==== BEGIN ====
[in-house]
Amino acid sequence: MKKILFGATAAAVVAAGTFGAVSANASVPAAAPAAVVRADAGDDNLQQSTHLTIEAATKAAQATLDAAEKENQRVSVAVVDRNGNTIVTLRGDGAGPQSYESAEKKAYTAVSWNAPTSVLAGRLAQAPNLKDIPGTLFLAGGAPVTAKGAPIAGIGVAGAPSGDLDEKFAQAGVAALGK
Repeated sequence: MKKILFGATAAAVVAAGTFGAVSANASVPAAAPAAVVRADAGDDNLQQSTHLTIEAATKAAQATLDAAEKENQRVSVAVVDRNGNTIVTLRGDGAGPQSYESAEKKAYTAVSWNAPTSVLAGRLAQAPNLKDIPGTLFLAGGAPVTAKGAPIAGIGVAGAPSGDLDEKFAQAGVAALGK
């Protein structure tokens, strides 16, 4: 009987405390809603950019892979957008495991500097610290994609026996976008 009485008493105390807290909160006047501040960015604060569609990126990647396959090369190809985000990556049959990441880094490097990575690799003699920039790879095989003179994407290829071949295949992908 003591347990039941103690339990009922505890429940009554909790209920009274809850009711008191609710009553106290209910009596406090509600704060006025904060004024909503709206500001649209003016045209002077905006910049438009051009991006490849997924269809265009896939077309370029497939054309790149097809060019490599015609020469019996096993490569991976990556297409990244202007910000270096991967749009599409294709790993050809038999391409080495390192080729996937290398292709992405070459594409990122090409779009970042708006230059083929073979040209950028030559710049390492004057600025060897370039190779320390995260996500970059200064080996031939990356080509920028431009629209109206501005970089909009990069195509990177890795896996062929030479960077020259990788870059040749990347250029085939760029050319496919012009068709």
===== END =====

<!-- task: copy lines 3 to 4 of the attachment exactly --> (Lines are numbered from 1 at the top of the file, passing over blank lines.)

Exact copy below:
Repeated sequence: MKKILFGATAAAVVAAGTFGAVSANASVPAAAPAAVVRADAGDDNLQQSTHLTIEAATKAAQATLDAAEKENQRVSVAVVDRNGNTIVTLRGDGAGPQSYESAEKKAYTAVSWNAPTSVLAGRLAQAPNLKDIPGTLFLAGGAPVTAKGAPIAGIGVAGAPSGDLDEKFAQAGVAALGK
């Protein structure tokens, strides 16, 4: 009987405390809603950019892979957008495991500097610290994609026996976008 009485008493105390807290909160006047501040960015604060569609990126990647396959090369190809985000990556049959990441880094490097990575690799003699920039790879095989003179994407290829071949295949992908 003591347990039941103690339990009922505890429940009554909790209920009274809850009711008191609710009553106290209910009596406090509600704060006025904060004024909503709206500001649209003016045209002077905006910049438009051009991006490849997924269809265009896939077309370029497939054309790149097809060019490599015609020469019996096993490569991976990556297409990244202007910000270096991967749009599409294709790993050809038999391409080495390192080729996937290398292709992405070459594409990122090409779009970042708006230059083929073979040209950028030559710049390492004057600025060897370039190779320390995260996500970059200064080996031939990356080509920028431009629209109206501005970089909009990069195509990177890795896996062929030479960077020259990788870059040749990347250029085939760029050319496919012009068709």